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HIST7016PW 比較史特別專題:東亞近代史研究的理論與方法 (只適用於哲學博士課程學生)

Semester 2 (2021-2022)

Lecture TimeMonday 2:30pm - 5:15pm

VenueKHB 116


Lecturer POON Shuk Wah ((852) 3943 1757 /

Course Description

This course is conducted in the form of a small group seminar. It is designed for PhD and MPhil students who are interested in exploring the various theories and methods in the study of modern East Asian history. The geographical focus of the course will be on China and Japan. Students will engage in presentations, group discussion, and original research.


Week 1: Introduction (Jan. 10)

Week 2: Political Leader Biographies (Jan. 17)

  • Taylor, Jay. The Generalissimo: Chiang Kai-shek and the Struggle for Modern China (Cambridge, Mass.: Belknap Press of Harvard University Press, 2009).
  • Herbert, P. Bix. Hirohito and the Making of Modern Japan (New York: Harper Perennial, 2016).

Week 3: Urban History (Jan. 24)

  • Esherick, Joseph W, eds. Remaking the Chinese City: Modernity and National Identity, 1900-1950 (University of Hawaii Press, 2000).
  • Fiévé, Nicolas and Paul Waley. Japanese Capitals in Historical Perspective: Place, Power and Memory in Kyoto, Edo and Tokyo (Abingdon, Oxon: Routledge, Curzon 2003).

Week 4: Labor History (Feb. 7)

  • Perry, Elizabeth J. Shanghai on Strike: The Politics of Chinese Labor (Stanford: Stanford University Press, 1993).
  • Gordon, Andrew. Labor and Imperial Democracy in Prewar Japan (Berkeley: University of California Press, 1991).

Week 5: Labor and Gender (Feb. 14)

  • Honig, Emily. Sisters and Strangers: Women in the Shanghai Cotton Mills, 1919-1949 (Stanford: Stanford University Press, 1986).
  • Faison, Elyssa. Managing Women: Disciplining Labor in Modern Japan (Berkeley: University of California Press, 2007).

Week 6: Term Paper Progress Reports (Feb. 21)

Week 7: Gender and the Body (Feb. 28)

  • Finnane, Antonia. Changing Clothes in China: Fashion, History, Nation (New York: Columbia University Press, 2008).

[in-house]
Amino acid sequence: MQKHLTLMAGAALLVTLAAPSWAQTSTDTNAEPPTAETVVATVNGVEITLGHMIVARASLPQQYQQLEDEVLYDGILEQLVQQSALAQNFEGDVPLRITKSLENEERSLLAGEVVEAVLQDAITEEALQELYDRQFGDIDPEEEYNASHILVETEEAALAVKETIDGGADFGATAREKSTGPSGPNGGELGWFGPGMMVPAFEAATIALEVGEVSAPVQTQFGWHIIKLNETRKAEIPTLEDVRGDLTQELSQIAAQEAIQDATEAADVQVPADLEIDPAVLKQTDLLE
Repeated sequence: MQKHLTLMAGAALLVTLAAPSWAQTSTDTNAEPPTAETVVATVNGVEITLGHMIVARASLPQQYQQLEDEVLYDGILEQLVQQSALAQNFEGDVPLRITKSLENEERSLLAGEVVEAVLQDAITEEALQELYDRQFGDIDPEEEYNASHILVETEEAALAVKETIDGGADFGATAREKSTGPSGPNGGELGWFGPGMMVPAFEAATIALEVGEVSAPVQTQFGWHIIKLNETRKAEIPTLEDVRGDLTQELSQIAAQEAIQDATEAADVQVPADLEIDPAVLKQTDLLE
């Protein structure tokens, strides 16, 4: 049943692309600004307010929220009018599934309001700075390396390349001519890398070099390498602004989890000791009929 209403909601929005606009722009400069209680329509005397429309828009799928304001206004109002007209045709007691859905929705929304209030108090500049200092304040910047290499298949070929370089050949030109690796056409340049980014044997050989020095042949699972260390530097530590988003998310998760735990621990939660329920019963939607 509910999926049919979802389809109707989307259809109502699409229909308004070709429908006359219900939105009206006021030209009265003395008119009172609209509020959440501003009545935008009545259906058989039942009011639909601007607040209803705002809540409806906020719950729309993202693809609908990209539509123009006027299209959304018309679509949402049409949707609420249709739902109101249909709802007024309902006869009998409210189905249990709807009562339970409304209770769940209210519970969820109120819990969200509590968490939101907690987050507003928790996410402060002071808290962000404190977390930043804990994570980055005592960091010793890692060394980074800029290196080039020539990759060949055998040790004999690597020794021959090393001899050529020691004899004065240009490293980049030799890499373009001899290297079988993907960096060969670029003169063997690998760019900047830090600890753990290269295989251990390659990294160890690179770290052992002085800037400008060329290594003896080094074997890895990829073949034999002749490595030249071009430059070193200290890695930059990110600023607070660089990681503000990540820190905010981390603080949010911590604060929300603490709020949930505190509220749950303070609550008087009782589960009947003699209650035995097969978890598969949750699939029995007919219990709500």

• Frost, Dennis. Seeing Stars: Sports Celebrity, Identity, and Body Culture in Modern Japan (Cambridge, M.A.: Harvard University Asia Center Press, 2010).

Week 8: Cultural History: War and Culture (Mar. 7)

  • Hung, Chang-tai. War and Popular Culture: Resistance in Modern China, 1937-1945 (Berkeley, Los Angeles: University of California Press, 1994).
  • Dower, John W. War without Mercy: Race and Power in the Pacific War (New York: Pantheon Books, 1986).

Week 9: Material Culture: Food and Identities (Mar. 14)

  • Swislocki, Mark S. Culinary Nostalgia: Regional Food Culture and the Urban Experience in Shanghai (Stanford: Stanford University Press, 2009).
  • Cwiertka, Katarzyna. Modern Japanese Cuisine: Food, Power and National Identity (London: Reaktion Books Ltd, 2006).

Week 10: Asian Modernities (Mar. 21)

  • Klein, T. “How Modern was Chinese Modernity? Exploring Tensions of a Contested Master Narrative.” International Journal for History, Culture and Modernity, 2.3 (2014), 275–301.
  • Harootunian, Harry. Overcome by Modernity: History, Culture, and Community in Interwar Japan (Princeton: Princeton University Press, 2000).

Week 11: History of Everyday Life (Mar. 28)

  • Brown, Jeremy and Mathew D. Johnson eds., Maoism at the Grassroots: Everyday Life in China’s Era of High Socialism (Cambridge, MA: Harvard University Press, 2015).
  • Garon, Sheldon. Molding Japanese Minds: The State in Everyday Life (Princeton: Princeton University Press, 1997).

Week 12: Term Paper Presentations (Apr. 4)

Week 13: Conclusion (Apr. 11)

Assessment & Assignments

· Participation and Discussion: 20%

· Presentation: 20%

· Term Paper: 60% (first draft: 10% [due Mar. 7] , final product: 50% [due Apr. 30])

Honesty in Academic Work

Attention is drawn to University policy and regulations on honesty in academic work, and to the disciplinary guidelines and procedures applicable to breaches of such policy and regulations. Details may be found at

With each assignment, students will be required to submit a signed declaration that they are aware of these policies, regulations, guidelines and procedures.

  • In the case of group projects, all members of the group should be asked to sign the declaration, each of whom is responsible and liable to disciplinary actions, irrespective of whether he/she has signed the declaration and whether he/she has contributed, directly or indirectly, to the problematic contents.
  • For assignments in the form of a computer-generated document that is principally text-based and submitted via VeriGuide, the statement, in the form of a receipt, will be issued by the system upon students’ uploading of the soft copy of the assignment.

Assignments without the properly signed declaration will not be graded by teachers.

Only the final version of the assignment should be submitted via VeriGuide.

The submission of a piece of work, or a part of a piece of work, for more than one purpose (e.g. to satisfy the requirements in two different courses) without declaration to this effect shall be regarded as having committed undeclared multiple submissions. It is common and acceptable to reuse a turn of phrase or a sentence or two from one’s own work; but wholesale reuse is problematic. In any case, agreement from the course teacher(s) concerned should be obtained prior to the submission of the piece of work.

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